The First Municipal Court in Belgrade [official website, in Serbian] on Friday acquitted 10 men suspected of helping former Bosnian Serb military leader Ratko Mladic [case materials; JURIST news archive] evade arrest. Mladic is one of two high-level targets still at large under the jurisdiction of the International Criminal Tribunal for the former Yugoslavia (ICTY) [official website] and faces charges of genocide and crimes against humanity for allegedly overseeing the Srebrenica massacre and other war crimes violations during the Bosnian civil war [JURIST news archives]. The men were charged with helping Mladic by renting apartments in Belgrade for him in 2002. Judge Dragan Garic held that some of the charges were barred by the statute of limitations [Press Online report, in Croatian], which had expired in 2008 and 2009. For the remaining charges, Garic held that there was not enough evidence to warrant a conviction. Prosecutors have announced that they will appeal [PTC report, in Croatian] the ruling to the Court of Appeal in Belgrade [official website, in Serbian].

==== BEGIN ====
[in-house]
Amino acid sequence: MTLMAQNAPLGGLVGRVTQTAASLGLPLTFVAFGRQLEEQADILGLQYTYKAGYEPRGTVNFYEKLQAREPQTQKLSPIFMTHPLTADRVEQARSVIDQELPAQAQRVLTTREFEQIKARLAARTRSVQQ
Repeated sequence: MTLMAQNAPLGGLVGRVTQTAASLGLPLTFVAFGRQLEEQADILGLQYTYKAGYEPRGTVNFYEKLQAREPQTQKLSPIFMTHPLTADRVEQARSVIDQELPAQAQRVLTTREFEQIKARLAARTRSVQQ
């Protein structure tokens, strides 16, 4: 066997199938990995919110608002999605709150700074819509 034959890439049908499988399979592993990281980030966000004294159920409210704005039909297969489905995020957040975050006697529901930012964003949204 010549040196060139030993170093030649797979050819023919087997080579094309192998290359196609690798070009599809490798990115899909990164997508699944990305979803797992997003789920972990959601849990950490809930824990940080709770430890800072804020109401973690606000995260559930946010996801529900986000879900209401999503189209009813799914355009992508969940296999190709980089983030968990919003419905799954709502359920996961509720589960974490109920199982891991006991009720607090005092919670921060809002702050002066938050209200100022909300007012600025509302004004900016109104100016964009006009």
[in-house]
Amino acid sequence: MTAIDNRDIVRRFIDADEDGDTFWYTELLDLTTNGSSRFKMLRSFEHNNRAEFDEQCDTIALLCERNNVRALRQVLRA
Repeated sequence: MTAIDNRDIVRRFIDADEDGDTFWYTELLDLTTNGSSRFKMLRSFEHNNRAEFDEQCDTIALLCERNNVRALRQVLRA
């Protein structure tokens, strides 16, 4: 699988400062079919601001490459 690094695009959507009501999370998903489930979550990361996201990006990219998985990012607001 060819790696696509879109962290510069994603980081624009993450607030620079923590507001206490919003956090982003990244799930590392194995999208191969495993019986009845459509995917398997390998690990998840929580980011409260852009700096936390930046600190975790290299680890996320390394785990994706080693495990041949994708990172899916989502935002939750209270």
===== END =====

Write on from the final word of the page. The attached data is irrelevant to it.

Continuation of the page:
In September, ICTY prosecutor Serge Brammertz [official profile] called on Serbia and other governments [JURIST report] to increase efforts to find and arrest Mladic. Brammertz said failure to arrest Mladic would send war criminals the message that if they avoid capture long enough, the world will cease to care about bringing them to justice. Brammertz also emphasized the importance of seeking justice for Mladic's victims. Authorities must work quickly to arrest Mladic, Brammertz noted, since the ICTY is scheduled to be shut down in three years. In May, Mladic's family filed a claim in the Belgrade District Court seeking to have him declared officially dead [JURIST report] in order to collect his state pension and sell his property. Earlier that month, the ICTY announced that the Office of the Prosecutor filed a motion to amend the indictment against Mladic [JURIST report] to include 11 counts of genocide, crimes against humanity and violations of the laws and customs of war in order to help speed up court proceedings once Mladic is captured.